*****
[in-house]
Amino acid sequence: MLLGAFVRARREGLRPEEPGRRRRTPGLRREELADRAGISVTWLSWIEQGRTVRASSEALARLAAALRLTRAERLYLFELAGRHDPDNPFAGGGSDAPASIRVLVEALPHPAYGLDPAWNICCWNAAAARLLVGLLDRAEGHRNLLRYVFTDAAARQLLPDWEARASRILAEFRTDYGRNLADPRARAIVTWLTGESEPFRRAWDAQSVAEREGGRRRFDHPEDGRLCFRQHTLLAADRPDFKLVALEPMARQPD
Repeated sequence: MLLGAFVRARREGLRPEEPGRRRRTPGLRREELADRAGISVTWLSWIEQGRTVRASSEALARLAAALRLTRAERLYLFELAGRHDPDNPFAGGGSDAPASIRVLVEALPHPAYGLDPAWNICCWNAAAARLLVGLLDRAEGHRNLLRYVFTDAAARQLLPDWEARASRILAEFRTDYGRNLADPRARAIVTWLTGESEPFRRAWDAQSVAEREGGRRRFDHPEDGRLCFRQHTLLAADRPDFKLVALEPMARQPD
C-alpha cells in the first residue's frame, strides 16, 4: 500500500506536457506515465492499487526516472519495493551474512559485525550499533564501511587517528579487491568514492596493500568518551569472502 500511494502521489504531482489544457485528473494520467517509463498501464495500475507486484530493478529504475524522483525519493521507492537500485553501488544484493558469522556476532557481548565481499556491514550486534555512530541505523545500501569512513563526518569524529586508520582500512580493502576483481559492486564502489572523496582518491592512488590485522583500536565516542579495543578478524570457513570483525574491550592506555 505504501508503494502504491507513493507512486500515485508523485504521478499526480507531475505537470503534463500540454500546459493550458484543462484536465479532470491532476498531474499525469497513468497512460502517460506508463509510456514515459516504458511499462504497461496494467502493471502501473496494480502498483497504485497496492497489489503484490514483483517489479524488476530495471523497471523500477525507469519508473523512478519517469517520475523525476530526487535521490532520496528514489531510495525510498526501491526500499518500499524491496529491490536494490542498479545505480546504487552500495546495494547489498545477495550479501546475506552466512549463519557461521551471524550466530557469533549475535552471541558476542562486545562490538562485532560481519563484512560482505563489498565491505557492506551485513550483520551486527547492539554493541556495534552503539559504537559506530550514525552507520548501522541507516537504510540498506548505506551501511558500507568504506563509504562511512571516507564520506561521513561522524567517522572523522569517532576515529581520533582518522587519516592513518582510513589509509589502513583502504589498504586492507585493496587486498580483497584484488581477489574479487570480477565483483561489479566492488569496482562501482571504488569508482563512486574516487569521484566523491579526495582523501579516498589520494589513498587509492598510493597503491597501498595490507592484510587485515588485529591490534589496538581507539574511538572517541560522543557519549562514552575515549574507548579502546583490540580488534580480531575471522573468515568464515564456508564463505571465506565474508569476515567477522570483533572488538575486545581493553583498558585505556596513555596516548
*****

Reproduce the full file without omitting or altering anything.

[in-house]
Amino acid sequence: MLLGAFVRARREGLRPEEPGRRRRTPGLRREELADRAGISVTWLSWIEQGRTVRASSEALARLAAALRLTRAERLYLFELAGRHDPDNPFAGGGSDAPASIRVLVEALPHPAYGLDPAWNICCWNAAAARLLVGLLDRAEGHRNLLRYVFTDAAARQLLPDWEARASRILAEFRTDYGRNLADPRARAIVTWLTGESEPFRRAWDAQSVAEREGGRRRFDHPEDGRLCFRQHTLLAADRPDFKLVALEPMARQPD
Repeated sequence: MLLGAFVRARREGLRPEEPGRRRRTPGLRREELADRAGISVTWLSWIEQGRTVRASSEALARLAAALRLTRAERLYLFELAGRHDPDNPFAGGGSDAPASIRVLVEALPHPAYGLDPAWNICCWNAAAARLLVGLLDRAEGHRNLLRYVFTDAAARQLLPDWEARASRILAEFRTDYGRNLADPRARAIVTWLTGESEPFRRAWDAQSVAEREGGRRRFDHPEDGRLCFRQHTLLAADRPDFKLVALEPMARQPD
C-alpha cells in the first residue's frame, strides 16, 4: 500500500506536457506515465492499487526516472519495493551474512559485525550499533564501511587517528579487491568514492596493500568518551569472502 500511494502521489504531482489544457485528473494520467517509463498501464495500475507486484530493478529504475524522483525519493521507492537500485553501488544484493558469522556476532557481548565481499556491514550486534555512530541505523545500501569512513563526518569524529586508520582500512580493502576483481559492486564502489572523496582518491592512488590485522583500536565516542579495543578478524570457513570483525574491550592506555 505504501508503494502504491507513493507512486500515485508523485504521478499526480507531475505537470503534463500540454500546459493550458484543462484536465479532470491532476498531474499525469497513468497512460502517460506508463509510456514515459516504458511499462504497461496494467502493471502501473496494480502498483497504485497496492497489489503484490514483483517489479524488476530495471523497471523500477525507469519508473523512478519517469517520475523525476530526487535521490532520496528514489531510495525510498526501491526500499518500499524491496529491490536494490542498479545505480546504487552500495546495494547489498545477495550479501546475506552466512549463519557461521551471524550466530557469533549475535552471541558476542562486545562490538562485532560481519563484512560482505563489498565491505557492506551485513550483520551486527547492539554493541556495534552503539559504537559506530550514525552507520548501522541507516537504510540498506548505506551501511558500507568504506563509504562511512571516507564520506561521513561522524567517522572523522569517532576515529581520533582518522587519516592513518582510513589509509589502513583502504589498504586492507585493496587486498580483497584484488581477489574479487570480477565483483561489479566492488569496482562501482571504488569508482563512486574516487569521484566523491579526495582523501579516498589520494589513498587509492598510493597503491597501498595490507592484510587485515588485529591490534589496538581507539574511538572517541560522543557519549562514552575515549574507548579502546583490540580488534580480531575471522573468515568464515564456508564463505571465506565474508569476515567477522570483533572488538575486545581493553583498558585505556596513555596516548